Novartis' Kisqali hits main goal of late-stage breast cancer study

Novartis announced Wednesday that a Phase III study of Kisqali (ribociclib) met its primary endpoint of progression-free survival (PFS) in premenopausal women with hormone-receptor positive, HER2-negative advanced breast cancer.

"The MONALEESA-7 trial is the first CDK 4/6 inhibitor Phase III trial designed specifically for this patient population," noted Samit Hirawat, head of global drug development at Novartis Oncology, adding that the results "may allow us to expand the population of patients who can benefit from treatment with Kisqali."

The study included more than 670 women ranging from 25 to 58 years in age and investigated the efficacy and safety of Kisqali in combination with oral hormonal therapies and goserelin versus endocrine treatment alone in premenopausal or perimenopausal women with hormone-receptor positive, HER2-negative advanced breast cancer who had not previously received endocrine therapy for advanced disease. The company said that "no additional" safety signals were observed in the trial.

Novartis indicated that findings from the study will be presented at the San Antonio Breast Cancer Symposium (SABCS) next month. Hirawat added "we look forward to…discussing these results with regulatory agencies worldwide."

FirstWord reports in this therapy area - KOL Insight Breast Cancer: Find out how KOLs expect the market to evolve, which pipeline treatments are most promising, and which clinical trials will shape treatment decisions. Learn more.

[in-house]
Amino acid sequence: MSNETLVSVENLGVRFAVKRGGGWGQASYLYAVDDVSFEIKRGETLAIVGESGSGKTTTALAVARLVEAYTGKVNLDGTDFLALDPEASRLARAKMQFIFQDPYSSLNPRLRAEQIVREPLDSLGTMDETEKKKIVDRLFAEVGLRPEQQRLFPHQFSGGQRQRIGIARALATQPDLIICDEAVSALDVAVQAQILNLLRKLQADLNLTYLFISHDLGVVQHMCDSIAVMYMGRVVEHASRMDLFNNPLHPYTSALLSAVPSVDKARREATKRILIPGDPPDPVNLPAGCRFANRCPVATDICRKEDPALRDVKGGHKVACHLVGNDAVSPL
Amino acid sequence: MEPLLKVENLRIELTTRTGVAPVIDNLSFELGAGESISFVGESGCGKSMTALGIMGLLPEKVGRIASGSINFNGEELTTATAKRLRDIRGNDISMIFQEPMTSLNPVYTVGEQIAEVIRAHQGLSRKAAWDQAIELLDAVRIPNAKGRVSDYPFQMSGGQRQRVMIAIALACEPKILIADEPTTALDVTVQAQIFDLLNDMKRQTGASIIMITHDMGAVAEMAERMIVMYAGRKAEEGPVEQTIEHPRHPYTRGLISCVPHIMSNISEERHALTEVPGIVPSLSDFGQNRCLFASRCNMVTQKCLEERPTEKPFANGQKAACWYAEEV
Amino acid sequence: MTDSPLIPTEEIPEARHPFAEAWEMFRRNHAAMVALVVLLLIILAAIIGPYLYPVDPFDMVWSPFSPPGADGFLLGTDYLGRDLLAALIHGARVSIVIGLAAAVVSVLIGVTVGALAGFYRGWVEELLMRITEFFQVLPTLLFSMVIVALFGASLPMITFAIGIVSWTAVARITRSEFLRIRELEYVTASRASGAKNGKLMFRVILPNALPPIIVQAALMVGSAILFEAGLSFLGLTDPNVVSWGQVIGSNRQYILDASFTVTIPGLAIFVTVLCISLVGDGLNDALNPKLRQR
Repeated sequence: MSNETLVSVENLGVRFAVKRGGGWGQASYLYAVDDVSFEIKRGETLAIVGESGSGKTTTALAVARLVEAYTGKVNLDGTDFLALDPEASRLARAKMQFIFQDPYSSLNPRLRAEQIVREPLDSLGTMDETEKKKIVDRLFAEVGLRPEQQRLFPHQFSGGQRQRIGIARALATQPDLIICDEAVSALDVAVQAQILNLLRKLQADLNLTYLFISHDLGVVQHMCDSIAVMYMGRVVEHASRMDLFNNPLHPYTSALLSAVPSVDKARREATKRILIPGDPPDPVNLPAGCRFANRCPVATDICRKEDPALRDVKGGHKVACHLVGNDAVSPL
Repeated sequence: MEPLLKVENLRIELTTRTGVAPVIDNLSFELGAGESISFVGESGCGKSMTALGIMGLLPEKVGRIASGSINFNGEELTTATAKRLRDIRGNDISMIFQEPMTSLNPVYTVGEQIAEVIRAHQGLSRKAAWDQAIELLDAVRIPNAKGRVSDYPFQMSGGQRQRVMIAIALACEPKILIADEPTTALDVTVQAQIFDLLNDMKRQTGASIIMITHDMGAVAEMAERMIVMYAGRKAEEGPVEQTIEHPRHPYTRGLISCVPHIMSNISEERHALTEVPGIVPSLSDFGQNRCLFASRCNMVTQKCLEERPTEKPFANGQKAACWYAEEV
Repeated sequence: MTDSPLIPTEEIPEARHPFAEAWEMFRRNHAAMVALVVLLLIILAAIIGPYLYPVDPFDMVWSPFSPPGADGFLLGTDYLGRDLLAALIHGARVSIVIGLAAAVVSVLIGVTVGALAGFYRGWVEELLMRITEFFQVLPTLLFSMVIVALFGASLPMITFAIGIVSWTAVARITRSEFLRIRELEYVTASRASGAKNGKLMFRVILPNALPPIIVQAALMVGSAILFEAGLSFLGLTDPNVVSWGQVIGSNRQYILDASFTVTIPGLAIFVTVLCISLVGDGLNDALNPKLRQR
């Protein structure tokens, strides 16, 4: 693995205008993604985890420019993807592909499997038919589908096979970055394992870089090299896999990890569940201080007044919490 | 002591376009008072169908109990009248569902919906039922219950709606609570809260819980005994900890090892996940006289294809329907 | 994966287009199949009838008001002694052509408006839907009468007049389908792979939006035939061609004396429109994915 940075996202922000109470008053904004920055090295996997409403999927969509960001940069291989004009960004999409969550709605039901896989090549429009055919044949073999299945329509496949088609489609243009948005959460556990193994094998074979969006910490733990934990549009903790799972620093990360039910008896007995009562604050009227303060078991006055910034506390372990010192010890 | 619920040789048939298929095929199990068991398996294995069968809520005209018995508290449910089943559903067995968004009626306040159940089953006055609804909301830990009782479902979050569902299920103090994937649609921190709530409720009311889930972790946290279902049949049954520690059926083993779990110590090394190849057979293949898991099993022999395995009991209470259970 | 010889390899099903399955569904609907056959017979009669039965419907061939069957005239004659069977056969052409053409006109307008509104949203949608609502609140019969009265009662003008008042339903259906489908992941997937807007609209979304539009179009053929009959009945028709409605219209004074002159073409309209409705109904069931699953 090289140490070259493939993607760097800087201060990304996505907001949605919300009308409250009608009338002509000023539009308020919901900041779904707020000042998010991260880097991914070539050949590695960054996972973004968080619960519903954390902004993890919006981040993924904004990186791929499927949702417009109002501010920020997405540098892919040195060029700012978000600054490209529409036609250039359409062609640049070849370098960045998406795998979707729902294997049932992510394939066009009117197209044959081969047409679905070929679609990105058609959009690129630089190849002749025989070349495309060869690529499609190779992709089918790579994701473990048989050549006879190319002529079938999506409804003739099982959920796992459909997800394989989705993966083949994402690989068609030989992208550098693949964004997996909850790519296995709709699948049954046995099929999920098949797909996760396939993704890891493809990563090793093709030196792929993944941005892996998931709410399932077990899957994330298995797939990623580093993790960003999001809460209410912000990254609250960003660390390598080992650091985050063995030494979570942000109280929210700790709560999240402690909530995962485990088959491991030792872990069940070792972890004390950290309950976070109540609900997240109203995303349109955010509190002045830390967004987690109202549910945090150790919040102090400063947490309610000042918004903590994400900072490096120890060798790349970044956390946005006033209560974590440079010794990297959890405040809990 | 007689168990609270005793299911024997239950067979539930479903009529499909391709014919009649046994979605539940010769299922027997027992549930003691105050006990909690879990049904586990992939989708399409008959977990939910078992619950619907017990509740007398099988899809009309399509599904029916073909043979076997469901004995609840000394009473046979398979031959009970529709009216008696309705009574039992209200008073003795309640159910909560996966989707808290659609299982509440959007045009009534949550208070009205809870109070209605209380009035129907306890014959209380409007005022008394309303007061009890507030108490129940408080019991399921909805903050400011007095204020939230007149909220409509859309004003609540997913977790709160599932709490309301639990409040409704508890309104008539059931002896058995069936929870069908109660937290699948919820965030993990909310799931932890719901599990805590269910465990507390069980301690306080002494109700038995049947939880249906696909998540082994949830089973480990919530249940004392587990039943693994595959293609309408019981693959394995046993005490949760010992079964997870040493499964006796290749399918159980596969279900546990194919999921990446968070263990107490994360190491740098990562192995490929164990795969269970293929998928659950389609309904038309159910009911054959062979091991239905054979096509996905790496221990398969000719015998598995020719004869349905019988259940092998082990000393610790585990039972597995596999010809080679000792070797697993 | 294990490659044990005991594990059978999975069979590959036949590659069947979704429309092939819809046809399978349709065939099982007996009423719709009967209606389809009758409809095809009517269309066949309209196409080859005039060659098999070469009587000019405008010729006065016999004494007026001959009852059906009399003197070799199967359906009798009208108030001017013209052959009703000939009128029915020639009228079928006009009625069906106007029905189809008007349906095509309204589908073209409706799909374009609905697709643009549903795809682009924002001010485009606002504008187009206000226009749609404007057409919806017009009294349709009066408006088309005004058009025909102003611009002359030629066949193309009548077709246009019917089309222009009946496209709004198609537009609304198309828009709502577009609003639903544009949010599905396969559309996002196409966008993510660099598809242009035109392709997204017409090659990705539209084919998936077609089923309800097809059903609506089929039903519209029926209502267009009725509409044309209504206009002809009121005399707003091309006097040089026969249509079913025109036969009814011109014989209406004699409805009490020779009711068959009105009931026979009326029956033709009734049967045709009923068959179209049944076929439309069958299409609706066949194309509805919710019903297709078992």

In March, Kisqali gained FDA approval in combination with an aromatase inhibitor as initial endocrine-based therapy for the treatment of postmenopausal women with hormone-receptor positive, HER2-negative advanced or metastatic breast cancer. The oral drug, formerly known as LEE011, gained European clearance in this indication in August and is currently authorised in 42 countries. Kisqali was developed by the Novartis Institutes for BioMedical Research under a research collaboration with Otsuka's Astex Pharmaceuticals unit.

In 2015, Pfizer's Ibrance (palbociclib) became the first CDK4/6 inhibitor approved by the FDA for the treatment of postmenopausal women with oestrogen receptor-positive, HER2-negative metastatic breast cancer. Meanwhile, in September, the FDA authorised Eli Lilly's CDK4/6 inhibitor Verzenio (abemaciclib) to treat certain adults with hormone-receptor positive, HER2-negative breast cancer.

For related analysis, see Physician Views Poll Results: Like Kisqali, there is some room for Verzenio in an Ibrance-dominated market.

To read more Top Story articles, click here.